Now that working remotely is the new normal, chief information security officers and other members of an organization’s security team must rethink security protocols to protect the assets of the organization. Like many things, vendor risk management programs have or will change. Third-party vendor management has always been a necessary risk to an organization’s security but now, more than ever, organizations are cracking down.
As a vendor, you face the same challenges as most organizations with a remote workforce: employees using personal devices, unsecured WiFi networks, working under poor security conditions, and so much more. These compromises in security will introduce new issues and risks for organizations, and as a vendor, you need to be prepared to address them.
Many organizations are in the process of reevaluating and rewriting their vendor security questionnaires in light of the pandemic, which will present new questions that businesses weren’t asking a year ago. Here’s some questions your customers are preparing to ask you as a result of this shift in business culture.
What is your work-from-home policy?
Before the pandemic, most organizations relied on vendors to adopt their security best practices when accessing the organization’s data or networks. But that was when the majority of employees worked in their company’s physical space with strict cybersecurity guidelines.
Today, organizations will require additional information from vendors on how remote workers access the network, your standard policy on working from home, security measures you implement with any remote worker, cybersecurity training you require, and more. If you haven’t done so, prepare a well-documented remote work policy and implement it with your remote employees.
How are you handling authentication and authorization?
As more employees work from home, cyberattacks, such as malware and phishing, increase. According to an article in Infosecurity Magazine, experts detected a 30,000% increase since January in phishing, malicious websites, and malware designed to capitalize on the COVID-19 crisis.
Two-factor authentication and access monitoring protocols should be in place if they aren’t already. When employees don’t meet face to face or don’t use organization-issued laptops, vulnerabilities are introduced. In addition, when employees use personal devices, an organization’s attack surfaces widen. Implementing security guidelines for remote employees can lessen the risk.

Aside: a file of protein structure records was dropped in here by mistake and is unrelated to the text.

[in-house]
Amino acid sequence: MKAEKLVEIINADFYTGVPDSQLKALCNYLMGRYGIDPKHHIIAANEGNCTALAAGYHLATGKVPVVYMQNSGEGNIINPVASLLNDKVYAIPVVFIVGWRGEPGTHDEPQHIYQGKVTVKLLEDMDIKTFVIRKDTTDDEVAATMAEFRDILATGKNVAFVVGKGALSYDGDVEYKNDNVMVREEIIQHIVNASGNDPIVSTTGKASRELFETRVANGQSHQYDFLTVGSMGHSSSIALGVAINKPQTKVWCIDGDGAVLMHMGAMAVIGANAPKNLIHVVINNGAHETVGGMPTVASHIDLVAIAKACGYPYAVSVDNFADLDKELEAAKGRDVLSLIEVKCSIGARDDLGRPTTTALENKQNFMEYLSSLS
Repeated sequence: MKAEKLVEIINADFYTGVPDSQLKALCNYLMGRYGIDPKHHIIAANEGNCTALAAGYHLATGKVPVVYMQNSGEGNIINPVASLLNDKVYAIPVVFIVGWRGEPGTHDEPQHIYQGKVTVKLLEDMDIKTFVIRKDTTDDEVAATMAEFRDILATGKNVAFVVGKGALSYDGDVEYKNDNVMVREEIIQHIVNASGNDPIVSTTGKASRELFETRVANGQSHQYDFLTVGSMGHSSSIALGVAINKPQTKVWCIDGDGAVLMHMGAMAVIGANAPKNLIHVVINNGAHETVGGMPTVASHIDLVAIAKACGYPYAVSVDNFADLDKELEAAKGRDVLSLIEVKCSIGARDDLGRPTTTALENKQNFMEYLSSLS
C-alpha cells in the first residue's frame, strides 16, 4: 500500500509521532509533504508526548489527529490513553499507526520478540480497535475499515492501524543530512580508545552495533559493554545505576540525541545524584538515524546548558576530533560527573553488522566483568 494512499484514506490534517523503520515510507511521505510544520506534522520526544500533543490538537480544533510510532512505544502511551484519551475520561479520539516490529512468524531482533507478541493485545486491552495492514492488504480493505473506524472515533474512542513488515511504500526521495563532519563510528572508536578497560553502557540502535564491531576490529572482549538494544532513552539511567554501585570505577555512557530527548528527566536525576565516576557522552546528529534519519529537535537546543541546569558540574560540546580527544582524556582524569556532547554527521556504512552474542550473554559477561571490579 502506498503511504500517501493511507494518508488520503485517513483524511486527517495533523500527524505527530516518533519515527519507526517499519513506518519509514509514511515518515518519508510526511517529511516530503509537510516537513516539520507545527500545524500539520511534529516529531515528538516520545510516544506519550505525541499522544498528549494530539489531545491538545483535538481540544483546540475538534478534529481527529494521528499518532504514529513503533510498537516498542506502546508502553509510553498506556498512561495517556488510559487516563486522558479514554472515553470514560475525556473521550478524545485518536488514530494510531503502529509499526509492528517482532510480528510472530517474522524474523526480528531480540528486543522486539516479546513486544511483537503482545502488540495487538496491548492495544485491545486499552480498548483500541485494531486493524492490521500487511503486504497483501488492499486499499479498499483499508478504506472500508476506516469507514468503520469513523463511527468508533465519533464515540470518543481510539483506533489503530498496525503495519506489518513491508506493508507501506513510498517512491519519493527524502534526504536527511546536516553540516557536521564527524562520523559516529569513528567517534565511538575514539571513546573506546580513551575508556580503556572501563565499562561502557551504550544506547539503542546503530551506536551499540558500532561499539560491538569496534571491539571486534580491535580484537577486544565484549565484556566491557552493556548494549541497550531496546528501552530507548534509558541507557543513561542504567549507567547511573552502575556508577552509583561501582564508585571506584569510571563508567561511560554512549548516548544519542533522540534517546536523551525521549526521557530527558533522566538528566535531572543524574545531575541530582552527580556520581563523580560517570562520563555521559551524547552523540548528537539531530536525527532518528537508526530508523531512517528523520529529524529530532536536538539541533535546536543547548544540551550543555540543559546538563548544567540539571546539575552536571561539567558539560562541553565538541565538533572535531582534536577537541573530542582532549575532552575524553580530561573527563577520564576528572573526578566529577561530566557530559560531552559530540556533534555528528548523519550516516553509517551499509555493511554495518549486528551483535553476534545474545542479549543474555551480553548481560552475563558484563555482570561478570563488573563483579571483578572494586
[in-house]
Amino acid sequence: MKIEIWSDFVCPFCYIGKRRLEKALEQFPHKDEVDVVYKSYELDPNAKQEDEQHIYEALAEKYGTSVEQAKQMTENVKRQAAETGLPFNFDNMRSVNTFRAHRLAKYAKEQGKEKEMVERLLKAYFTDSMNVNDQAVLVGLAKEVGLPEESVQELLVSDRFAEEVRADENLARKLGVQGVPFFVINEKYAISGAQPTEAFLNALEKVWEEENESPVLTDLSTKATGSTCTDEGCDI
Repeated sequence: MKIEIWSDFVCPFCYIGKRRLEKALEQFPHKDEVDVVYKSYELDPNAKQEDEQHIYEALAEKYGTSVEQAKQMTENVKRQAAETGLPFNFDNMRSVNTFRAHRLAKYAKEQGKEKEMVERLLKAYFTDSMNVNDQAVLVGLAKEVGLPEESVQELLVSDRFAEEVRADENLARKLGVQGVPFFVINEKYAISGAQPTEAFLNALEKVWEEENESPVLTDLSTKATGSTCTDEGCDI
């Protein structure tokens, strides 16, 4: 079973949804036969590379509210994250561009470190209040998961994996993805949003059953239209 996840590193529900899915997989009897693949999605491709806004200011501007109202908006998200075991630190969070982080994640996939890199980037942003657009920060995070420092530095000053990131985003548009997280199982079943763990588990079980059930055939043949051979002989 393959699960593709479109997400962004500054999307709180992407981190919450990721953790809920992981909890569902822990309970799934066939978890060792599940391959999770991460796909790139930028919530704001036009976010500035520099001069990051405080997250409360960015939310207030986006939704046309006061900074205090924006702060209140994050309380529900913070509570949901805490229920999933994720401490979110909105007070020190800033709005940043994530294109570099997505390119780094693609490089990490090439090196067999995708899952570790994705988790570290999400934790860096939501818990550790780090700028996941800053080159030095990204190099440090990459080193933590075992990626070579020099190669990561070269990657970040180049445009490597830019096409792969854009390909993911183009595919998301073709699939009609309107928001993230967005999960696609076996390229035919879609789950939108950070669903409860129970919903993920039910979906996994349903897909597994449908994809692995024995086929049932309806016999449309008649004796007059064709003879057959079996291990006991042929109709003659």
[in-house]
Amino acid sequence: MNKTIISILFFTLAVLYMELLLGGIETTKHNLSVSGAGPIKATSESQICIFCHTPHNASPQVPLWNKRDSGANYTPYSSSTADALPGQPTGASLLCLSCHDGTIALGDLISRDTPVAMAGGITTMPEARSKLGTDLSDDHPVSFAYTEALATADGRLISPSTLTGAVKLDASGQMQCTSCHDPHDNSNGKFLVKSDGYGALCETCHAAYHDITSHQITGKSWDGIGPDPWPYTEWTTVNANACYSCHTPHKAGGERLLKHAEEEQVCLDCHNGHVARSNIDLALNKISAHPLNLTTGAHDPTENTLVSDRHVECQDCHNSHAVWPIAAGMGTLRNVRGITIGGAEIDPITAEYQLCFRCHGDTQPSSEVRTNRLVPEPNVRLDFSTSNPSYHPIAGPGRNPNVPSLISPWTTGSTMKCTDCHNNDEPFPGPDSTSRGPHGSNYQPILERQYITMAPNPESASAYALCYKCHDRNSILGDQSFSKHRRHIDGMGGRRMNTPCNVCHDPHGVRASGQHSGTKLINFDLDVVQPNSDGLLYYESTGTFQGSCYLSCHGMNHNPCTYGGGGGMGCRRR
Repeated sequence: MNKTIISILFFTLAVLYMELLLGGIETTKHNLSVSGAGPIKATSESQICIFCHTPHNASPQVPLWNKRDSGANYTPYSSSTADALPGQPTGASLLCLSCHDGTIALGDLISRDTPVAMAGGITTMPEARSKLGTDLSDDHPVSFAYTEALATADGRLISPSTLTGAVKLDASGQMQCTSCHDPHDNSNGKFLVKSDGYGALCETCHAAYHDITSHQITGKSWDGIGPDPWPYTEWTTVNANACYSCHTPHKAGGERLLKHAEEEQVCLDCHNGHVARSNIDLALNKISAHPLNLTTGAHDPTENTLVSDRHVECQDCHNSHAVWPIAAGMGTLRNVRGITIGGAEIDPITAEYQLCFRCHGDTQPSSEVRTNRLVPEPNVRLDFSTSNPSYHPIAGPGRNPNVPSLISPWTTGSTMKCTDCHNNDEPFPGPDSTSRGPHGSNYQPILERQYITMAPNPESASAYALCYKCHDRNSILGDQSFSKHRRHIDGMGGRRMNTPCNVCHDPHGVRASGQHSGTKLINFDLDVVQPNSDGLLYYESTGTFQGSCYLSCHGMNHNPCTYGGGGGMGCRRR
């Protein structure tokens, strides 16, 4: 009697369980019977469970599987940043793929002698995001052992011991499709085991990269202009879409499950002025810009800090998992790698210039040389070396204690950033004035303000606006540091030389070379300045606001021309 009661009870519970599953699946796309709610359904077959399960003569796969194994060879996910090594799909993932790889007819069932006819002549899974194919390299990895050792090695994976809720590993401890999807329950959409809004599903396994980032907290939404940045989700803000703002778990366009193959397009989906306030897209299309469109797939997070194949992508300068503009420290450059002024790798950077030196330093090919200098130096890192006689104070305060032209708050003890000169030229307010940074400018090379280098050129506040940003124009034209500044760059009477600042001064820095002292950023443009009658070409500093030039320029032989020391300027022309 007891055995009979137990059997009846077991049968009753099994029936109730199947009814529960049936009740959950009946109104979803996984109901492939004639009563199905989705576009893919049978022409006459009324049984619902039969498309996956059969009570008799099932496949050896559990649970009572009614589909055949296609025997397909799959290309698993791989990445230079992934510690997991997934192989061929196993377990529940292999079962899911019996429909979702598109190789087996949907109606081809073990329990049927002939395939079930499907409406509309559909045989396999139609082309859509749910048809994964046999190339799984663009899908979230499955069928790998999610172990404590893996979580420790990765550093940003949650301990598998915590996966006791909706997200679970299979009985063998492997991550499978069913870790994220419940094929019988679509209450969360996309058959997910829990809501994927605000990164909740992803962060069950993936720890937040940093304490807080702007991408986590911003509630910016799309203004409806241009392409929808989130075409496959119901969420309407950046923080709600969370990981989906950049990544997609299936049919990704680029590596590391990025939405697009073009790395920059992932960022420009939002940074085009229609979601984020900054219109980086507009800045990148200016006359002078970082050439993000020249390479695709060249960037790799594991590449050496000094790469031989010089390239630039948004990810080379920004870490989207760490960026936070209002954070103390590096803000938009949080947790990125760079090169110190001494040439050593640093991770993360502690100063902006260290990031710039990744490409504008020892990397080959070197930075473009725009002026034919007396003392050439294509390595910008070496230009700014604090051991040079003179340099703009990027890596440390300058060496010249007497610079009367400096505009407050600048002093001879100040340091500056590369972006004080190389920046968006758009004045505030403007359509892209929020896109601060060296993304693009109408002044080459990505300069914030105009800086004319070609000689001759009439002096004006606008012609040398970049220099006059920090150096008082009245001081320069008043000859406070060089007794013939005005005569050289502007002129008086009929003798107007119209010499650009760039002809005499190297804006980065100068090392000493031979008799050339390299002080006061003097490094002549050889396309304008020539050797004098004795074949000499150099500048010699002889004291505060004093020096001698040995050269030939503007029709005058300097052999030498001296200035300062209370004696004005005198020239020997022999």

How will you handle a disruption of service due to virus spread in your business?
Every business should have an emergency plan so you can continue delivering products and services regardless if your building burns down or your entire team gets COVID-19 at the same time. Your customers need to know that they can rely on you no matter what happens and during a pandemic, anything is possible.
An estimated 25 percent of businesses don’t open again after a major disaster, according to the Institute for Business and Home Safety. If the majority of your employees are working from home, chances are they all won’t attract the virus at the same time, but key individuals could be down for weeks. Ensure you have a backup plan for every critical employee and every critical customer.
Will you sign a new service level agreement?
If you have contractual agreements with your customers, they may want to add amendments that cover work-from-home related security issues. Organizations are thinking about the risks that remote work may expose their data to and are updating not only their own internal policies and procedures but those required of their vendors.
By answering these questions and implementing a new plan for doing business amid a pandemic, you’re already on your way to addressing most new requirements covered in an amended SLA such as remote worker restrictions and required security safeguards.
What is your exit strategy?
Any type of disaster can cause businesses to fail. Smaller businesses are more susceptible to failure and can fail faster during a pandemic such as this. Even if you don’t see the business closing in the near future, your customers don’t know that.
An effective exit strategy can put your customers at ease at a time like this. Regardless of whether you would transition the business to another owner or close it down completely, your customers will ask questions such as, how will you uphold your SLAs? How will you handle our critical business information?
While employees are staying safe working from home, the risk for organizations is increasing. As the world shifts toward a partial or fully remote workforce in an effort to stay safe, managing third-party relationships will continue to evolve. Hackers will continue to manipulate this compromised work environment and find new ways to infiltrate your business and your customers’ businesses, damaging your relationships and your reputation.
The first step to safeguard your business in a remote world is to monitor your attack surfaces. This will allow you to see how a hacker sees not only your business network but also your remote workers’ access to that network. Complete this form to receive a personalized walk-through of ProcessBolt and learn how we can enhance your organization’s third-party risk management program.